By Avinash Rajagopal
We can thank the United States Postal Service’s art director Derry Noyes for once again putting some design history on our mail. After the Masterworks of Modern Architecture stamps in 2005 and celebrating Charles + Ray Eames in 2008, its time for the golden age of American industrial design to get some philatelic love.The new issue is a set of 12 stamps featuring iconic products designed by some of the “nation’s most important and influential industrial designers.” The focus is on the years after the Great Depression in 1929, when the economy pulled itself up by the bootstraps, and Americans looked to industrial designers for a new vision of their future. The designers of the era that gave us not just streamlining and chrome plating, but also design management and human factors. The stamps, which will go on sale in July 2011, mix the usual suspects – Norman Bel Geddes, Walter Dorwin Teague, Raymond Loewy, and Henry Dreyfuss – with some lesser known choices.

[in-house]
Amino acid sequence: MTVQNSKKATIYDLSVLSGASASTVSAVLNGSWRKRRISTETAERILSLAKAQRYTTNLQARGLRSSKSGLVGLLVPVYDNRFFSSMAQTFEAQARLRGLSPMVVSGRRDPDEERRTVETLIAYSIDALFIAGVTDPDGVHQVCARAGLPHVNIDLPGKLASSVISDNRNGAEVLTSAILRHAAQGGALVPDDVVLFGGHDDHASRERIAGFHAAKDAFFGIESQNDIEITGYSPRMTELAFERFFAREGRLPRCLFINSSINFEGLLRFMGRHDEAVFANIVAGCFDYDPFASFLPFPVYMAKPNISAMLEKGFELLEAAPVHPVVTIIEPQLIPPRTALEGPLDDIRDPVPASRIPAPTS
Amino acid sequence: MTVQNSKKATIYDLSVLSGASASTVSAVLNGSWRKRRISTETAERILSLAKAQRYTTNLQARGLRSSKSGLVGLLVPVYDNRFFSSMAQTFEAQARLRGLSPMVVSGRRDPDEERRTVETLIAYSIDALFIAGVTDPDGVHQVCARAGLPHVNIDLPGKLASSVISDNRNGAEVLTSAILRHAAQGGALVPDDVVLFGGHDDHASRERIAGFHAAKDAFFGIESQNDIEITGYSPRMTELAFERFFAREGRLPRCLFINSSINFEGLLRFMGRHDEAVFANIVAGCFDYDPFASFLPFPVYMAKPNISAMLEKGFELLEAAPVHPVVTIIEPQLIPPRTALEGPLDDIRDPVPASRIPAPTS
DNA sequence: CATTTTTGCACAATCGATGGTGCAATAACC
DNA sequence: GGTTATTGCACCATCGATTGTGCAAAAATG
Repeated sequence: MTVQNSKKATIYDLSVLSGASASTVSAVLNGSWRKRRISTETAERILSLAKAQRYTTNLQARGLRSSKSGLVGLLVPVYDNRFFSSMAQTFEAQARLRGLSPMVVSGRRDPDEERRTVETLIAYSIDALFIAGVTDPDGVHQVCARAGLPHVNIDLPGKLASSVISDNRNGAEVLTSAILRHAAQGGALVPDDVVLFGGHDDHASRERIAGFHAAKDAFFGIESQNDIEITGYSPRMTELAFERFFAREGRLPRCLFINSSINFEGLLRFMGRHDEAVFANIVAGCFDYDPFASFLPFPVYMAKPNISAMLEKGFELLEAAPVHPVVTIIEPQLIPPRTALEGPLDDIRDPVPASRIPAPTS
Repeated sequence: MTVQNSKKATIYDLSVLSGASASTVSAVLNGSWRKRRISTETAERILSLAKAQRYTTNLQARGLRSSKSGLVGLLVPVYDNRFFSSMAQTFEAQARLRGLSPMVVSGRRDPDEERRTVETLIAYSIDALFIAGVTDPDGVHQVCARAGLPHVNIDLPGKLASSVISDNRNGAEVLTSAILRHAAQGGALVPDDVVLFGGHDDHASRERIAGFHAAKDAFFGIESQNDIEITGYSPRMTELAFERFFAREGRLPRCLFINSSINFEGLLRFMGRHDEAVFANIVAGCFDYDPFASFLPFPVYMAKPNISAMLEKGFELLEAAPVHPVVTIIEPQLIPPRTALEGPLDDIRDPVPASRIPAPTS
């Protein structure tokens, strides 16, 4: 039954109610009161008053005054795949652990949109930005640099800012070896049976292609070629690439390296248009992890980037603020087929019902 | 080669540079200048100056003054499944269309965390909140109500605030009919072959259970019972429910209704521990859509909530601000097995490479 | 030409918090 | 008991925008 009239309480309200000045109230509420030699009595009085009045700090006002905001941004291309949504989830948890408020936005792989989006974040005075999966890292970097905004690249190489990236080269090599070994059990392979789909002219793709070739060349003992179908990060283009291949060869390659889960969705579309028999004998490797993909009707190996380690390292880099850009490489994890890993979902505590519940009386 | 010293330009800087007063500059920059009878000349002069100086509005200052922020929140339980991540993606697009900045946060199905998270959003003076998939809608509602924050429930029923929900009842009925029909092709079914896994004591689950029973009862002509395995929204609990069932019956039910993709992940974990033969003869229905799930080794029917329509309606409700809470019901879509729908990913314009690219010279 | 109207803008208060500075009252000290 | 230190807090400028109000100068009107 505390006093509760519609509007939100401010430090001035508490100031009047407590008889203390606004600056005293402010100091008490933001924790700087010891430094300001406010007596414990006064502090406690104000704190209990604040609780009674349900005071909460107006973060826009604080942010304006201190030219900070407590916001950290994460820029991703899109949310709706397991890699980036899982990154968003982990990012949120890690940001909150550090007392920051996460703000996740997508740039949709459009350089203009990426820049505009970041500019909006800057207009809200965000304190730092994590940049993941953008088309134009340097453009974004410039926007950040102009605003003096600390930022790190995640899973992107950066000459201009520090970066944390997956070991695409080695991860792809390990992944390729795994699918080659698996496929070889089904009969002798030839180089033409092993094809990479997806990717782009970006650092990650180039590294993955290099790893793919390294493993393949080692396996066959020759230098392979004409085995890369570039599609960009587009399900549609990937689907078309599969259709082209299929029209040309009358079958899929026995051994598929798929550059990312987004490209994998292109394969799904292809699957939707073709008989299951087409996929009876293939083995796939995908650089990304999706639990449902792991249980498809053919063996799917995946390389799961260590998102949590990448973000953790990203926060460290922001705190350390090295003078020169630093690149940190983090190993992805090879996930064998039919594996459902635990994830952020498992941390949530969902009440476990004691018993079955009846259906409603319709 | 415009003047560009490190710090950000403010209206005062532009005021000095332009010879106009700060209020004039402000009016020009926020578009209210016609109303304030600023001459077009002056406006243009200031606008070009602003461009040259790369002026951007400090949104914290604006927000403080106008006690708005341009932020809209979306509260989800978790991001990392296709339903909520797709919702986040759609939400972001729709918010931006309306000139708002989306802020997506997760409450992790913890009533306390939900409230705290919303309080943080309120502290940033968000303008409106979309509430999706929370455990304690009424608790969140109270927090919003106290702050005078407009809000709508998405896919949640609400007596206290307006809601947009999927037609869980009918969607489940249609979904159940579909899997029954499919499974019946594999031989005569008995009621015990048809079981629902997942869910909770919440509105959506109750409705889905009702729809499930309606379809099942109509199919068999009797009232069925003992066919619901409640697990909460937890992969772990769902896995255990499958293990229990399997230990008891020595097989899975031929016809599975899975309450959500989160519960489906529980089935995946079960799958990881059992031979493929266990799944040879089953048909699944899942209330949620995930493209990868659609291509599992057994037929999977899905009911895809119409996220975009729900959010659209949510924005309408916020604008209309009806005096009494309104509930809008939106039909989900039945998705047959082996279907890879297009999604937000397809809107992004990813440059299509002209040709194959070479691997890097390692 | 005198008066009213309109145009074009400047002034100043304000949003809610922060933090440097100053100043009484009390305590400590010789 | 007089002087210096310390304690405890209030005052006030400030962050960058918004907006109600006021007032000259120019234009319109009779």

Peter Müller-Munk, who pioneered design as a management strategy, and founded the first American degree program in industrial design at Carnegie Tech in 1935, is represented by his elegant Normandie pitcher. The ceramist Frederick Hurten Rhead finds place in the list, for his brightly colored dinnerware Fiesta, designed in 1936 and mass produced ever since. Surprisingly, the only female designer who makes the cut is not the prolific Eva Zeisel, but the lamp designer Greta Von Nessen. Her 1951 Anywhere Lamp joins Eliot Noyes’s 1961 IBM Selectric Typewriter as the only post-war products in the set.The Pioneers of American Industrial Design set will be issued as Forever Stamps, which means they can always be used to mail a 1-ounce letter, regardless of changes in postage rates. These 12 objects, in their neatly framed boxes, have been declared the definitive timeless classics of a period in history not unlike our own – when economic challenges forced design to seek new directions and idioms. We’ve emerged from the recession with sustainability, social responsibility, and social networking as our design principles. What will we put on the commemorative stamps of 2081?